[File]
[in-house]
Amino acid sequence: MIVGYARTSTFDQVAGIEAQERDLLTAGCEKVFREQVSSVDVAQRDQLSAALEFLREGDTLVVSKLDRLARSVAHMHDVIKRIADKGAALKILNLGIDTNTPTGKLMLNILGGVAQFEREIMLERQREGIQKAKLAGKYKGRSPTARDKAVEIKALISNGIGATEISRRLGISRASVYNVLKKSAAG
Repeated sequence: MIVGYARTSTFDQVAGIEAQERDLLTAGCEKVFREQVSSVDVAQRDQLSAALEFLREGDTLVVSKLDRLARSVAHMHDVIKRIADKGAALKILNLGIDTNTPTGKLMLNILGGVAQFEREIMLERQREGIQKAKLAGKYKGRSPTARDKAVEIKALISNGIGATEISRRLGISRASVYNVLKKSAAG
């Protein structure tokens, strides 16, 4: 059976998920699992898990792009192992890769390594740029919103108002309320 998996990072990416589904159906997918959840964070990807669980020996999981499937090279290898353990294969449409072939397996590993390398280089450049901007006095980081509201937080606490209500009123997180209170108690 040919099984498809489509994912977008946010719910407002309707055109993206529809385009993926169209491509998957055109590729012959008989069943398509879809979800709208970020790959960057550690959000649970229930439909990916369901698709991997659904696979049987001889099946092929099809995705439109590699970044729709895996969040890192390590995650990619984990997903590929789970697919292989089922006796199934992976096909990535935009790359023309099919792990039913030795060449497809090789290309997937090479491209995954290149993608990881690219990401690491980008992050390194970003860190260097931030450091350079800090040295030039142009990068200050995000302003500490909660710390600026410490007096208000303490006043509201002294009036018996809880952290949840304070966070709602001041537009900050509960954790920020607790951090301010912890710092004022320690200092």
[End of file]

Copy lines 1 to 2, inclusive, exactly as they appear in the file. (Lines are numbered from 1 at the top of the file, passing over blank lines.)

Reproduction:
[in-house]
Amino acid sequence: MIVGYARTSTFDQVAGIEAQERDLLTAGCEKVFREQVSSVDVAQRDQLSAALEFLREGDTLVVSKLDRLARSVAHMHDVIKRIADKGAALKILNLGIDTNTPTGKLMLNILGGVAQFEREIMLERQREGIQKAKLAGKYKGRSPTARDKAVEIKALISNGIGATEISRRLGISRASVYNVLKKSAAG